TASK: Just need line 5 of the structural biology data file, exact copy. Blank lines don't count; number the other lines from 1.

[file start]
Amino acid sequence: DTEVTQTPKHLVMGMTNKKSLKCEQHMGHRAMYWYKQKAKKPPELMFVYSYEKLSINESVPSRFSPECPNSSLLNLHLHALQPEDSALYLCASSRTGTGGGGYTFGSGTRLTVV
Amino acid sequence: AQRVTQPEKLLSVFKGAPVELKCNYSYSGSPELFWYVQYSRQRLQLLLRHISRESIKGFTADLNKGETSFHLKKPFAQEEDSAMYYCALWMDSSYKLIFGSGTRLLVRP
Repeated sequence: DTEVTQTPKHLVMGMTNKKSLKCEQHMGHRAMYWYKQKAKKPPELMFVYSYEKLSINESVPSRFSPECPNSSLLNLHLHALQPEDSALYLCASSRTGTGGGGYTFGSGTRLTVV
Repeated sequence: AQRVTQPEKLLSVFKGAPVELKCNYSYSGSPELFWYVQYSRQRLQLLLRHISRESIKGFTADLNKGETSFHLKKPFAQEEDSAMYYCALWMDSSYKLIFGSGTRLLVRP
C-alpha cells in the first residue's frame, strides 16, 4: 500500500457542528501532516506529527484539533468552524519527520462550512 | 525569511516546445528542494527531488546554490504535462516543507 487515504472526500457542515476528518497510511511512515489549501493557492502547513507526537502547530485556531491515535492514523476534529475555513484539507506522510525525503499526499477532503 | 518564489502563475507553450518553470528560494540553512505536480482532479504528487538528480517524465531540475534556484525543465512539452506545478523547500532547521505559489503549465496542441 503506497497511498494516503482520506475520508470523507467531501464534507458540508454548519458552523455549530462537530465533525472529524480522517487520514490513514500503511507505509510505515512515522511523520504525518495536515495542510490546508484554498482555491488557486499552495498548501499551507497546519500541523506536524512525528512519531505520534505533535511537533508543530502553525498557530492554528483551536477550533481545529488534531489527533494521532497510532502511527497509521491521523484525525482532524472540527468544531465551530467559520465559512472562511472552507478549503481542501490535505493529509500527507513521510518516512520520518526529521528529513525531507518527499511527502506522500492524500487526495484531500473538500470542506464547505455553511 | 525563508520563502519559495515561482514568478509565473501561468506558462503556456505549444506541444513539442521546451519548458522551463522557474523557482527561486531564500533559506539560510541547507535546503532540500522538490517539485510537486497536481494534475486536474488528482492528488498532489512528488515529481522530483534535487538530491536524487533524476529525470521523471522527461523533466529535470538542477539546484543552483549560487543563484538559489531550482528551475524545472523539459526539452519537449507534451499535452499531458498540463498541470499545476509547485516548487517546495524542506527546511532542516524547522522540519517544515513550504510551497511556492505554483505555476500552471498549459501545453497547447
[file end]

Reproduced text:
C-alpha cells in the first residue's frame, strides 16, 4: 500500500457542528501532516506529527484539533468552524519527520462550512 | 525569511516546445528542494527531488546554490504535462516543507 487515504472526500457542515476528518497510511511512515489549501493557492502547513507526537502547530485556531491515535492514523476534529475555513484539507506522510525525503499526499477532503 | 518564489502563475507553450518553470528560494540553512505536480482532479504528487538528480517524465531540475534556484525543465512539452506545478523547500532547521505559489503549465496542441 503506497497511498494516503482520506475520508470523507467531501464534507458540508454548519458552523455549530462537530465533525472529524480522517487520514490513514500503511507505509510505515512515522511523520504525518495536515495542510490546508484554498482555491488557486499552495498548501499551507497546519500541523506536524512525528512519531505520534505533535511537533508543530502553525498557530492554528483551536477550533481545529488534531489527533494521532497510532502511527497509521491521523484525525482532524472540527468544531465551530467559520465559512472562511472552507478549503481542501490535505493529509500527507513521510518516512520520518526529521528529513525531507518527499511527502506522500492524500487526495484531500473538500470542506464547505455553511 | 525563508520563502519559495515561482514568478509565473501561468506558462503556456505549444506541444513539442521546451519548458522551463522557474523557482527561486531564500533559506539560510541547507535546503532540500522538490517539485510537486497536481494534475486536474488528482492528488498532489512528488515529481522530483534535487538530491536524487533524476529525470521523471522527461523533466529535470538542477539546484543552483549560487543563484538559489531550482528551475524545472523539459526539452519537449507534451499535452499531458498540463498541470499545476509547485516548487517546495524542506527546511532542516524547522522540519517544515513550504510551497511556492505554483505555476500552471498549459501545453497547447